And so we began with soup, a meat broth with maultaschen - square, meat-filled pasta delights and tender balls of semolina, egg and butter - a meal to start the meal. Tender filets of white pork from local, naturally-fed pigs, with a tantalizing, thin breading, pan fried to golden, were sensational. Each portion consisted of two large cutlets accompanied by as much as you want family-style side dishes. Everything was delicious as John had promised and excellent with Moninger Bier before, during and after. This fabulous feast was about 11 EUR per person!
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We took a streetcar (trolley) from Marktplatz in Karlsruhe right to the train station (1.40 EUR). We left at 10:00 and arrived in Zürich at 12:58, changing trains in Basel.

Zürich was our place of choice for our birthday weekend, since we could celebrate with two of our favorite people, Fabio and Cornelia.

Today we would start with the mandatory grilled bratwurst at the "sausage place' in Bellevue Platz. Crispy on the outside, tender and juicy inside, each bite to savor with wonderful mustard while munching on a crusty, chewy roll. At 5 EUR each, it was a bargain compared to the 3.60 EUR for a single espresso at Starbucks. We have been to and written about Zürich many times. We love it here, patrolling the streets on both sides of the Limmat-Quai, enjoying the pulse of both the old and the new cities.

Our friend, Johannes, an amateur astronomer and therefore fascinated by astronomical clocks (he actually understands how they work!), told us that we must visit Türler, Zürich-Paradeplatz, Bahnhofstrasse 28, to see the Türler Clock. Türler is an old, established maker of watches and jewelry who spent a nine-year period of design and creation to complete this horological and astronomical millenary masterpiece. This is the team that realized the dream: Franz Türler, owner of the Türler company, had the vision and is the clock's "spiritual father", Jörg Spöring, master watchmaker and movement designer, and Ludwig Oechslin, science and technology historian and master watchmaker. The clock was conceived and built in Switzerland and will remain forever in the center of Zürich. If you can't get to Zürich and would like detailed information about this stunning mechanical marvel, just contact Türler and they will be happy to send you material.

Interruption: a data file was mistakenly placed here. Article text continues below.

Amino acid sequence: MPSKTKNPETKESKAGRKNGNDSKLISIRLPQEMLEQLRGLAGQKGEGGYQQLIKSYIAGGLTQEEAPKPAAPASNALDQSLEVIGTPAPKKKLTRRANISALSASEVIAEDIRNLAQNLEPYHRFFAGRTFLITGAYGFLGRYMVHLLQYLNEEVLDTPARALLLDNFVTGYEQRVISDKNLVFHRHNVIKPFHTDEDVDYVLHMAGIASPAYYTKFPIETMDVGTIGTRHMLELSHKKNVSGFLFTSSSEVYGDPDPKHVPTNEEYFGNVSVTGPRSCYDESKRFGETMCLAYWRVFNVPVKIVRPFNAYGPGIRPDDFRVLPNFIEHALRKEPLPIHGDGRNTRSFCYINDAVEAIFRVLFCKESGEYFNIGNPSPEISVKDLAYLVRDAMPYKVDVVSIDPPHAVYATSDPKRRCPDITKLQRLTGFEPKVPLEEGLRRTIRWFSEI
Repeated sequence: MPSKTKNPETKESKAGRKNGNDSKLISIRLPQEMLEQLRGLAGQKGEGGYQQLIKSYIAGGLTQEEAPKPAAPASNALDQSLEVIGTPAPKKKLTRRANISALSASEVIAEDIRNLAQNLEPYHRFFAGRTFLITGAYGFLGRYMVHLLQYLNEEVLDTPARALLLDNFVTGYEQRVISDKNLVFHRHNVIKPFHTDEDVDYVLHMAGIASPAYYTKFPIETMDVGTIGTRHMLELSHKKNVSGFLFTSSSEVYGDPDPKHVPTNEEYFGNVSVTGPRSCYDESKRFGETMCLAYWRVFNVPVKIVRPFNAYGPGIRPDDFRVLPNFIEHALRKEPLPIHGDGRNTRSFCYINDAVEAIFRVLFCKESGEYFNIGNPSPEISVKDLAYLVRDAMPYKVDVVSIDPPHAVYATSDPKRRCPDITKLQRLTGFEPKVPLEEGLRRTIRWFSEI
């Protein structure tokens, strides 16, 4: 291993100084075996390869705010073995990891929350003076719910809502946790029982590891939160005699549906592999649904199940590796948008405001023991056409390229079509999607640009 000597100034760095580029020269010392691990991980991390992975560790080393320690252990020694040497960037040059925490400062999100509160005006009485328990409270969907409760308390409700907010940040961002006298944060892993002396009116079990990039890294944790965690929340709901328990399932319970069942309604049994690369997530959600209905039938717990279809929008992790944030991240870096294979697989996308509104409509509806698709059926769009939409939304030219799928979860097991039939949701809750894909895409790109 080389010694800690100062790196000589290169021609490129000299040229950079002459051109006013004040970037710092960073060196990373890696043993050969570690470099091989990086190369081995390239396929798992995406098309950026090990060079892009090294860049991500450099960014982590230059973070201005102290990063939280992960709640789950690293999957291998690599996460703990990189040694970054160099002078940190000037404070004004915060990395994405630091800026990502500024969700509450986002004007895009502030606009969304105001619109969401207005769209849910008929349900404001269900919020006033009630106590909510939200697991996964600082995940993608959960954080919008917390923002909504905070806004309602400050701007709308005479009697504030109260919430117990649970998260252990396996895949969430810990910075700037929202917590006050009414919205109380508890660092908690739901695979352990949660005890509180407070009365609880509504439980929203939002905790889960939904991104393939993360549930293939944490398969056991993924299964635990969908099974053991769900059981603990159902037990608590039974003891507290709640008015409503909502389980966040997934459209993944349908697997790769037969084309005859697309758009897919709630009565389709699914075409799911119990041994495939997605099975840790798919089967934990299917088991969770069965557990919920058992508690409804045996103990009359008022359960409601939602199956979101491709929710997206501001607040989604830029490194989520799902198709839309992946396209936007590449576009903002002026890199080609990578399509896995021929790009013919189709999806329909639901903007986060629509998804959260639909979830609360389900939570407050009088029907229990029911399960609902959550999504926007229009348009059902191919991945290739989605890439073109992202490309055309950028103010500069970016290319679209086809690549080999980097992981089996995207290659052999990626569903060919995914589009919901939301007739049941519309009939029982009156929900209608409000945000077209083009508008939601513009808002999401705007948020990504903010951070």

Tomorrow evening we would have our celebration dinner at Kantorei. Tonight we met Fabio and Cornelia at the King's Cave restaurant in the basement of Hotel Central in Central Square. It's quite an elegant cave and the specialty is steak - very excellent steak. The filet mignon was perfect as were the grilled vegetables, baked potatoes and garden salads. Best of all was being with our friends once again.

September 21, 2002, Happy Birthday Linda! We drove with our friends to Appenzell, due east of Zürich. Today we are charmed - it was sunny! You see, it invariably rains when the four of us are together. Must be Linda's birthday karma.
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Stein and Appenzell

The town of Stein is home to the Appenzell Demonstration Cheese Dairy. We stopped to tour the Appenzeller Schau-Käserei to see how the famous Appenzell cheese is made. It all starts with the brown cows of Appenzell who range freely through lush pastures filled with healthy, natural grazing. This guarantees top-quality milk from contented cows for the production of the cheese. Best of all, we were quickly going to discover that all these contented cows were coming home for the winter from the mountain pastures, a time for festivities galore - coinciding perfectly with our own celebrations. It's all in the planning. ;-)

The Appenzell environs are spectacular visions of Swiss countryside. Lush green mountains and valleys that are not only so pleasing to the eye but provide the nourishment for those contented brown cows.

The town of Appenzell is the epitome of Swiss culture. The beautiful and colorful architecture and design is enhanced by paintings that tell the story of the family to whom the buildings belong. But most significant is the number of pastry shops. There were two seasonal items being featured. One was chunks of herb breads coated with a thin layer of chocolate (the writer totally consumed the small package we bought) and the other is a special bread in a variety of shapes stuffed with marzipan and almonds.